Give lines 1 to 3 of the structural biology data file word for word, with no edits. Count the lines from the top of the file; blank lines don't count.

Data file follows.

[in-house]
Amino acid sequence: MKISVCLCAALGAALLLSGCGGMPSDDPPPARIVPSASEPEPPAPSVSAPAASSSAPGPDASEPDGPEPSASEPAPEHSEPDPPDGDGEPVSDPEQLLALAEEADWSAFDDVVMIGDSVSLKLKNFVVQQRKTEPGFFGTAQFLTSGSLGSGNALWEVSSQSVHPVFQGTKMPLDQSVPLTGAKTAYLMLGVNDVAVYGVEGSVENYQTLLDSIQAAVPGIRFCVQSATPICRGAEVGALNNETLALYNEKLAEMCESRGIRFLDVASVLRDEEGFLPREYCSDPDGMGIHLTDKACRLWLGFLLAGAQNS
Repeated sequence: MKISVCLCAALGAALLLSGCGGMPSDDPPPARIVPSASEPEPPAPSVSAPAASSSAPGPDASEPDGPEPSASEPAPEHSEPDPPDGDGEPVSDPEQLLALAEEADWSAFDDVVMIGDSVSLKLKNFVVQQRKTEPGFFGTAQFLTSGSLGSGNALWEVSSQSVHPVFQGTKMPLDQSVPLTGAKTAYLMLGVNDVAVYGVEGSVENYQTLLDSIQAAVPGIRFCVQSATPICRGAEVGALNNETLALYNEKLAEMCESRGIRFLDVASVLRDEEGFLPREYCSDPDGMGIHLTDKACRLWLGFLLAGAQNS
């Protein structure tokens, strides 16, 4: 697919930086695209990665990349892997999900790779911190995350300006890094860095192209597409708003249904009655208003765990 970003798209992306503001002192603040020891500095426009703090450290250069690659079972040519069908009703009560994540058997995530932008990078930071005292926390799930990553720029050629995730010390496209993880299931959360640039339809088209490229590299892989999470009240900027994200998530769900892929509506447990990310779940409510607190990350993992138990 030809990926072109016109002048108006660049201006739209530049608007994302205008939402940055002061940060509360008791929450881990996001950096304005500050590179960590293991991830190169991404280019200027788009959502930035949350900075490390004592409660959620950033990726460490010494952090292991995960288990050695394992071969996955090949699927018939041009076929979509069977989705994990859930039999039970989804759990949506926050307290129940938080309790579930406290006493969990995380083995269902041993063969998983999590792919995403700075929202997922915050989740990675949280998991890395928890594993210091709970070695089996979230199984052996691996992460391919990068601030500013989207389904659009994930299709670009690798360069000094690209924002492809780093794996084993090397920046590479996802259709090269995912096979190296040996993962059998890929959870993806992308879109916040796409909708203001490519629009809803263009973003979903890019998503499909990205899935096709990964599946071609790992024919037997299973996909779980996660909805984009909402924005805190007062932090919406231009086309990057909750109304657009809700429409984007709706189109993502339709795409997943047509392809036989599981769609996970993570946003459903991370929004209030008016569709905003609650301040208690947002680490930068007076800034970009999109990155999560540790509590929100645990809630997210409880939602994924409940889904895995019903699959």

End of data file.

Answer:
[in-house]
Amino acid sequence: MKISVCLCAALGAALLLSGCGGMPSDDPPPARIVPSASEPEPPAPSVSAPAASSSAPGPDASEPDGPEPSASEPAPEHSEPDPPDGDGEPVSDPEQLLALAEEADWSAFDDVVMIGDSVSLKLKNFVVQQRKTEPGFFGTAQFLTSGSLGSGNALWEVSSQSVHPVFQGTKMPLDQSVPLTGAKTAYLMLGVNDVAVYGVEGSVENYQTLLDSIQAAVPGIRFCVQSATPICRGAEVGALNNETLALYNEKLAEMCESRGIRFLDVASVLRDEEGFLPREYCSDPDGMGIHLTDKACRLWLGFLLAGAQNS
Repeated sequence: MKISVCLCAALGAALLLSGCGGMPSDDPPPARIVPSASEPEPPAPSVSAPAASSSAPGPDASEPDGPEPSASEPAPEHSEPDPPDGDGEPVSDPEQLLALAEEADWSAFDDVVMIGDSVSLKLKNFVVQQRKTEPGFFGTAQFLTSGSLGSGNALWEVSSQSVHPVFQGTKMPLDQSVPLTGAKTAYLMLGVNDVAVYGVEGSVENYQTLLDSIQAAVPGIRFCVQSATPICRGAEVGALNNETLALYNEKLAEMCESRGIRFLDVASVLRDEEGFLPREYCSDPDGMGIHLTDKACRLWLGFLLAGAQNS